Regarding the system of shooting and leaving the process stage for a period, I’m not in any rush, I’ll come to the images when I feel like it, that detachment is vital on many levels, and strikingly, when I finally get to having the work processed and proofed (always process my own film, always proof my own negs) certain things come running back in my mind. Often I’ll leave a mark on a roll canister to remind me of something but the markings are so random this becomes a pointless exercise yet I continue to do so. And all of a sudden I will recall something that made me want to remember a certain roll, or a certain image on a roll, yet never anything too significant, just a sporadic moment that I was trying to grab onto.
Months later, I’ll put my hand into the box and grab some rolls to process, if I grab five one goes back. I’ll process four at a time. That has always been the way. Once processed (now using XTol which I love using with the Delta 400) then its proof time and first view of the freshly processed film is one of excitement, then it is onto making contact sheets. First viewing of contact sheets has never changed, first view of contacts is always a major disappointment.
Casting a quick eye over the 36 frames on each contact sheet and seeing nothing, absolutely nothing, the flaws, the tentative frames, the not getting in closer image which at the time seemed perfectly fine…. The utter shit and the many “what was that all about?” frames. But once the lupe is out and time is spent getting to grips with the contact sheets during editing then the images start to stand out. With the exception of that first frame, the incoherent nature of that random shot grabbed to warm up if nothing else. But casting a eye over the rest of the contact sheet I settle on the frames that tie in closely with a way of working, it’s an intuitive thing, a slow process for me but once time is spent with the contact sheets they start to unravel and picking out an image here, two there, perhaps none on what may appear a distracted unfruitful day, then the pattern emerges in an almost effortless manner. And yet again that distraction may then make sense in an overall bigger picture sense, something to go back to and unravel, just in case. If I was distracted then what sums that up? Can it be used in the context of a set of images and the overall body of work? And seen in the cold light of day many months later then it may even make some sense in a sequence of images, complete sense.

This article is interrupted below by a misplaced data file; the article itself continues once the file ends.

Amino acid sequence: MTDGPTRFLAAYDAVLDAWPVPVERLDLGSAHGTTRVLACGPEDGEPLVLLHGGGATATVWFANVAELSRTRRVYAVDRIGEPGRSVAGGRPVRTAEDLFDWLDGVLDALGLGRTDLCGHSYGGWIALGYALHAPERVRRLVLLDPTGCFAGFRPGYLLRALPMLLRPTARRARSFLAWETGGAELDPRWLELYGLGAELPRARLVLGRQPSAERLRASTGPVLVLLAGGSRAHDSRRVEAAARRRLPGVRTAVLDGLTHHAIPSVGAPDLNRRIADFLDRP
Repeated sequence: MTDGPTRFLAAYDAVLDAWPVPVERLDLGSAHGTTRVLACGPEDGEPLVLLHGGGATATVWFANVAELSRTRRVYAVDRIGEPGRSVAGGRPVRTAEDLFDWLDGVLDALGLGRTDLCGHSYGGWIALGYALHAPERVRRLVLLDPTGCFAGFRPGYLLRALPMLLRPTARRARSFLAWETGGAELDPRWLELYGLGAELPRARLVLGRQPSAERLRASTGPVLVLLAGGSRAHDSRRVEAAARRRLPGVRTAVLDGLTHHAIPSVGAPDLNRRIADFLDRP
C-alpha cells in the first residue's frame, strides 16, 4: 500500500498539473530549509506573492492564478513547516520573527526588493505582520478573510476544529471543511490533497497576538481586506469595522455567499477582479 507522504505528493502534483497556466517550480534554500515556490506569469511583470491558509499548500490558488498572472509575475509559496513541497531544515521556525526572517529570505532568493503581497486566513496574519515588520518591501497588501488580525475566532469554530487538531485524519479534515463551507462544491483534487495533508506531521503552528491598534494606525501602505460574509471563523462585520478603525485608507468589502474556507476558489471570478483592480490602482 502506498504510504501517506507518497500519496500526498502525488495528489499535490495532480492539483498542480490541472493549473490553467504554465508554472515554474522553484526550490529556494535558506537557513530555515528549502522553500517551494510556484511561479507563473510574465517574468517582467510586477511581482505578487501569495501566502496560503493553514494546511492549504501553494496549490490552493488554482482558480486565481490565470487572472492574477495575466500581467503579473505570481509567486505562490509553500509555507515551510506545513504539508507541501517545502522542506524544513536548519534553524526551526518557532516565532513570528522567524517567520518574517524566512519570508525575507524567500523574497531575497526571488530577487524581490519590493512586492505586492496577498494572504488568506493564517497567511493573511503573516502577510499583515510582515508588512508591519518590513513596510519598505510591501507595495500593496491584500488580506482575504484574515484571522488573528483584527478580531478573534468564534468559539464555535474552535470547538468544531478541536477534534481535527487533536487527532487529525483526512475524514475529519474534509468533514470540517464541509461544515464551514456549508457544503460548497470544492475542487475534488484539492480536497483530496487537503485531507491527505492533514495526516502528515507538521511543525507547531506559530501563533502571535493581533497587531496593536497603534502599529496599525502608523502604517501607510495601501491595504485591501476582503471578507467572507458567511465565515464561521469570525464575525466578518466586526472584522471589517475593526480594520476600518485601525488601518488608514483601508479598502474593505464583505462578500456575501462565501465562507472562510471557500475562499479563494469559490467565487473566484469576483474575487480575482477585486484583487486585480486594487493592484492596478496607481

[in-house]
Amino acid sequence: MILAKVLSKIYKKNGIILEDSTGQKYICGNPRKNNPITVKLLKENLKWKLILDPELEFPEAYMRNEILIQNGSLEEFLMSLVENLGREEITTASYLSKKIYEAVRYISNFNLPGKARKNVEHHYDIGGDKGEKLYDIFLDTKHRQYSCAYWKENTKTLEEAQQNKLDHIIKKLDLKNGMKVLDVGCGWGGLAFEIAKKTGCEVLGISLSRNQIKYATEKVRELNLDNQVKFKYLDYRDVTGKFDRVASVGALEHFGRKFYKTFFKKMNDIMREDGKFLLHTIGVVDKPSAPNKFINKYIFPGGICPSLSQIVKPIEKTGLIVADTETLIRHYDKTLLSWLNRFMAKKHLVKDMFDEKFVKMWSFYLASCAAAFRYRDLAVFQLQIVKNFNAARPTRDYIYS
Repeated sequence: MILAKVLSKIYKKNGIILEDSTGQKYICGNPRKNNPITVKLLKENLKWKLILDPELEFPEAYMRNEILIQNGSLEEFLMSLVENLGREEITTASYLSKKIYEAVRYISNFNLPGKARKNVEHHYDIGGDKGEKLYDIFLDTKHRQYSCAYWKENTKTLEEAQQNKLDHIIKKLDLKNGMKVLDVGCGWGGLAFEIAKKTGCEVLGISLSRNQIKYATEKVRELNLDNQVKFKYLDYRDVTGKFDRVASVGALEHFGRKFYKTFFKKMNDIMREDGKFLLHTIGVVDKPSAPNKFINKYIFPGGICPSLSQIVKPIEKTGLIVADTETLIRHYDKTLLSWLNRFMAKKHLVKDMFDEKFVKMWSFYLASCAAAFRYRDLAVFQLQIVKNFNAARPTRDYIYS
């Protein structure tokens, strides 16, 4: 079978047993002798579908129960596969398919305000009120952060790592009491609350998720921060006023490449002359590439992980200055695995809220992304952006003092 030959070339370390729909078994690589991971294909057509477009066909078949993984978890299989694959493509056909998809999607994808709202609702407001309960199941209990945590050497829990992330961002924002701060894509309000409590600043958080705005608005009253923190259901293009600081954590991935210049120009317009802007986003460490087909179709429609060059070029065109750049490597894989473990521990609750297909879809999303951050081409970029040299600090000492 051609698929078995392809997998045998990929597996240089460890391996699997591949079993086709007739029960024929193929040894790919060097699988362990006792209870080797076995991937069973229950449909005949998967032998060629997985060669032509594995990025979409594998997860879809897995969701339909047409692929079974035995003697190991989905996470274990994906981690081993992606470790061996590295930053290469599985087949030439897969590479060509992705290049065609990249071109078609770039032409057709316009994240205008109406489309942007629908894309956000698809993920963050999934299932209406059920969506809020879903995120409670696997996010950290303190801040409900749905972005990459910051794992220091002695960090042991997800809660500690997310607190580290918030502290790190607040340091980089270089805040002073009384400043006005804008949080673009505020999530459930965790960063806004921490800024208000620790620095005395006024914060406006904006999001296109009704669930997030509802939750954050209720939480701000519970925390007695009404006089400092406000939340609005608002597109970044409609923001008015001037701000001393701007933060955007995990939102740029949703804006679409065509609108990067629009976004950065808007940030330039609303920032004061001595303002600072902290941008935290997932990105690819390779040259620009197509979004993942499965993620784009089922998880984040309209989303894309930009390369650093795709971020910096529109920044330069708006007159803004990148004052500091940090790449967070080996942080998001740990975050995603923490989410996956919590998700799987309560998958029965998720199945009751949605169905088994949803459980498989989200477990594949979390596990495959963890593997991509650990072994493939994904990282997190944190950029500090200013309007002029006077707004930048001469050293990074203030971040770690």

One image per roll is often the target but in a confident manner I may stride towards four, five, six… and another day zero.
It’s a process that will hardly change, it has stood me in good stead, and while shooting can be often hurried, if only in the head, the overall process is methodical, consistent, patient, frustrating, rewarding.
And that is something to think about later on, in Part 2
You can read more about Philip Bourke here